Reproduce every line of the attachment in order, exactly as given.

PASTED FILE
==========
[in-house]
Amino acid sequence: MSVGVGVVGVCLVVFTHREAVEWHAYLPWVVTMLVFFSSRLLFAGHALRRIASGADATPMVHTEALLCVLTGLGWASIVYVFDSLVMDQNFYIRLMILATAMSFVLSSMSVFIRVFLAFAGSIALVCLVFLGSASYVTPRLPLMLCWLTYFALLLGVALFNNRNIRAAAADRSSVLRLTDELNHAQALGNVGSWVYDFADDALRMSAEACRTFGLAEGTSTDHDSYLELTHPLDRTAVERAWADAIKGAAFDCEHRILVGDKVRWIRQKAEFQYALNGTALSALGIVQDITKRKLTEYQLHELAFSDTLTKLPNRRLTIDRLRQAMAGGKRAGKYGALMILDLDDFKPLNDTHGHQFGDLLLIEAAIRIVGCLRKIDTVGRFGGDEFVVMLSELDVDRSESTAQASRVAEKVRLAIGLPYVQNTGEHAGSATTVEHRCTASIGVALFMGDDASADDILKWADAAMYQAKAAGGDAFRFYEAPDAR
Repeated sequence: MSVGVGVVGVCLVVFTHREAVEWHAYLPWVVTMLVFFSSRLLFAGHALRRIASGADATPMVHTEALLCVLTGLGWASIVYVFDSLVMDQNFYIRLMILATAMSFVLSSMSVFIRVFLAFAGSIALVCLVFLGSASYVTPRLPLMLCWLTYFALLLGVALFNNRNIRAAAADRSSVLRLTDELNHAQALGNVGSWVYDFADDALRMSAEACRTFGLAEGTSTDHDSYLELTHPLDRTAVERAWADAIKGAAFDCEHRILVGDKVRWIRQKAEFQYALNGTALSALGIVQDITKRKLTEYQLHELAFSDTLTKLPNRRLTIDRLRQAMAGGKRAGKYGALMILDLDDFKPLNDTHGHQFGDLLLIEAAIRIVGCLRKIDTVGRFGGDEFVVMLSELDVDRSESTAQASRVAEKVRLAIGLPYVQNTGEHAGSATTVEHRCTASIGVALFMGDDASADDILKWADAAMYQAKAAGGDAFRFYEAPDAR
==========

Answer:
[in-house]
Amino acid sequence: MSVGVGVVGVCLVVFTHREAVEWHAYLPWVVTMLVFFSSRLLFAGHALRRIASGADATPMVHTEALLCVLTGLGWASIVYVFDSLVMDQNFYIRLMILATAMSFVLSSMSVFIRVFLAFAGSIALVCLVFLGSASYVTPRLPLMLCWLTYFALLLGVALFNNRNIRAAAADRSSVLRLTDELNHAQALGNVGSWVYDFADDALRMSAEACRTFGLAEGTSTDHDSYLELTHPLDRTAVERAWADAIKGAAFDCEHRILVGDKVRWIRQKAEFQYALNGTALSALGIVQDITKRKLTEYQLHELAFSDTLTKLPNRRLTIDRLRQAMAGGKRAGKYGALMILDLDDFKPLNDTHGHQFGDLLLIEAAIRIVGCLRKIDTVGRFGGDEFVVMLSELDVDRSESTAQASRVAEKVRLAIGLPYVQNTGEHAGSATTVEHRCTASIGVALFMGDDASADDILKWADAAMYQAKAAGGDAFRFYEAPDAR
Repeated sequence: MSVGVGVVGVCLVVFTHREAVEWHAYLPWVVTMLVFFSSRLLFAGHALRRIASGADATPMVHTEALLCVLTGLGWASIVYVFDSLVMDQNFYIRLMILATAMSFVLSSMSVFIRVFLAFAGSIALVCLVFLGSASYVTPRLPLMLCWLTYFALLLGVALFNNRNIRAAAADRSSVLRLTDELNHAQALGNVGSWVYDFADDALRMSAEACRTFGLAEGTSTDHDSYLELTHPLDRTAVERAWADAIKGAAFDCEHRILVGDKVRWIRQKAEFQYALNGTALSALGIVQDITKRKLTEYQLHELAFSDTLTKLPNRRLTIDRLRQAMAGGKRAGKYGALMILDLDDFKPLNDTHGHQFGDLLLIEAAIRIVGCLRKIDTVGRFGGDEFVVMLSELDVDRSESTAQASRVAEKVRLAIGLPYVQNTGEHAGSATTVEHRCTASIGVALFMGDDASADDILKWADAAMYQAKAAGGDAFRFYEAPDAR